We do not look for perfect credit. As long as your financial history shows consistency in paying bills on time, the application will be considered. Bankruptcies, garnishments, or repossessions from four or more years ago will not automatically keep your application from being approved.
Do homebuyers or volunteers need to be members of a church?
No, we do not accept or decline applications based on church membership or religious affiliation. Habitat for Humanity was founded as, and remains, a Christian ministry. However, homeowners are chosen without regard to creed, both in keeping with the requirements of the law and Habitat’s belief that God’s love extends to all, regardless of race, creed or nationality. Habitat also welcomes volunteers from all faiths or no faith who can actively embrace Habitat’s goal of eliminating poverty housing from the world.
I know someone who I think will qualify for a home. What can I do?
They can call the office and ask any questions they may have. A questionnaire can also be downloaded from this website and brought by our office. Upon verification they do qualify for our program, they will be given a full application.
Are Habitat homeowners on welfare?
While some Habitat homeowners may receive public assistance, almost all have full-time jobs and are hard working. Habitat for Humanity works in good faith with people who are often at risk in society, knowing that owning a home is not the answer to every problem but can be an important first step toward breaking out of the cycle of poverty.
Do Habitat houses lower neighborhood property values?
Many studies of low-cost housing show that affordable housing has no adverse effect on other neighborhood property values. In fact, Habitat for Humanity has seen its approach to affordable housing improve neighborhoods and communities by strengthening community spirit, increasing the tax base, and creating conscientious citizens through the cooperative efforts involved in Habitat construction.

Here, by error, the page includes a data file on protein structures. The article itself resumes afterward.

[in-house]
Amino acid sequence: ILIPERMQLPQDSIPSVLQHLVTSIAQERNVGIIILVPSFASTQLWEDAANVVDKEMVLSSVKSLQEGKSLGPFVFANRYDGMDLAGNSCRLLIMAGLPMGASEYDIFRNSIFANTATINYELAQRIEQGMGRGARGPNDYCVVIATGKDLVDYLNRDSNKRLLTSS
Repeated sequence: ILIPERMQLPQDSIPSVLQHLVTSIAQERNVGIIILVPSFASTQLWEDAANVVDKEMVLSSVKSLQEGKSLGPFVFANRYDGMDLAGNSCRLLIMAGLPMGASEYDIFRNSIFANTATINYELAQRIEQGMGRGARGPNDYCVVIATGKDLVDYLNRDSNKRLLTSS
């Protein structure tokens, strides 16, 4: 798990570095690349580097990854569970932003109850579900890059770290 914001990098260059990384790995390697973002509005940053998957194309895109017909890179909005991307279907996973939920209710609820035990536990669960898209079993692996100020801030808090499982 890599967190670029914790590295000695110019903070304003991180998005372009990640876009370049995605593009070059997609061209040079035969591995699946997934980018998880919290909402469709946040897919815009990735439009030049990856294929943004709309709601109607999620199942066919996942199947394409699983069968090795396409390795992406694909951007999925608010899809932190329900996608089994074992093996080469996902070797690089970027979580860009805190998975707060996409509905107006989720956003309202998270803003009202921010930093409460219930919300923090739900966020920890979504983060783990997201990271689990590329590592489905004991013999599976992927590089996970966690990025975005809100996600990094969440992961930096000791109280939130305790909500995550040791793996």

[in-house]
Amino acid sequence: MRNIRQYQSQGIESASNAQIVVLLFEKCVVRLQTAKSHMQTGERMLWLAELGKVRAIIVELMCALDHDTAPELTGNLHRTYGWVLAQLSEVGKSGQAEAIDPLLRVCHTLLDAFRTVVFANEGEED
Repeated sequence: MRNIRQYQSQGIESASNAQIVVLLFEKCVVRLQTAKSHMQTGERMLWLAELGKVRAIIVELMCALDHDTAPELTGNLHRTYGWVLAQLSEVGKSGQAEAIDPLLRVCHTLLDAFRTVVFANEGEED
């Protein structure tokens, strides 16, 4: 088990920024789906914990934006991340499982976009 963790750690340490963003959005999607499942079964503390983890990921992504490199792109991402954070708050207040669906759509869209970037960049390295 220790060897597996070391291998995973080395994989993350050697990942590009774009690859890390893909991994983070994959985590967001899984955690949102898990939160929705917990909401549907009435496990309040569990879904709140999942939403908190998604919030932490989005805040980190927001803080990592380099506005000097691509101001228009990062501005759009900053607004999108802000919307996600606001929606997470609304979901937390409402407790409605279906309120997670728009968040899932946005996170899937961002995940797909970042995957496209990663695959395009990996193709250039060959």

Do Habitat homeowners sell their houses and make a large profit because of the original low cost?
Habitat founder Millard Fuller addresses this issue in his book, A Simple, Decent Place to Live: The Building Realization of Habitat for Humanity (Word Publishing, 1995):
“In the two decades of Habitat for Humanity… we have had no history of people selling their houses. Why? Because it’s so hard for these families to get the houses in the first place. It’s like an impossible dream come true. The fact that they can make a profit is not even an issue because they realize that if they sell it, they won’t have a house anymore. And they wouldn’t be able to make payments the way the world would demand on a new one, since the bank or someone else attempting to make a big profit would now be the lender.”
Special second mortgages that are “paid off” by living in the house, as well as first buy-back option clauses that many affiliates put into their agreement with homeowners, also help alleviate concerns that some people may have in this area.
Does Habitat for Humanity of Cleveland donate any money to Habitat International?
Habitat for Humanity of Cleveland, as an affiliate of Habitat for Humanity International, tithes 10% of its unrestricted cash donations to Habitat International. Habitat International uses this money to support its operations and foreign mission work. Habitat for Humanity of Cleveland chooses which country our tithe goes to, and currently we’re supporting the building of homes in El Salvador.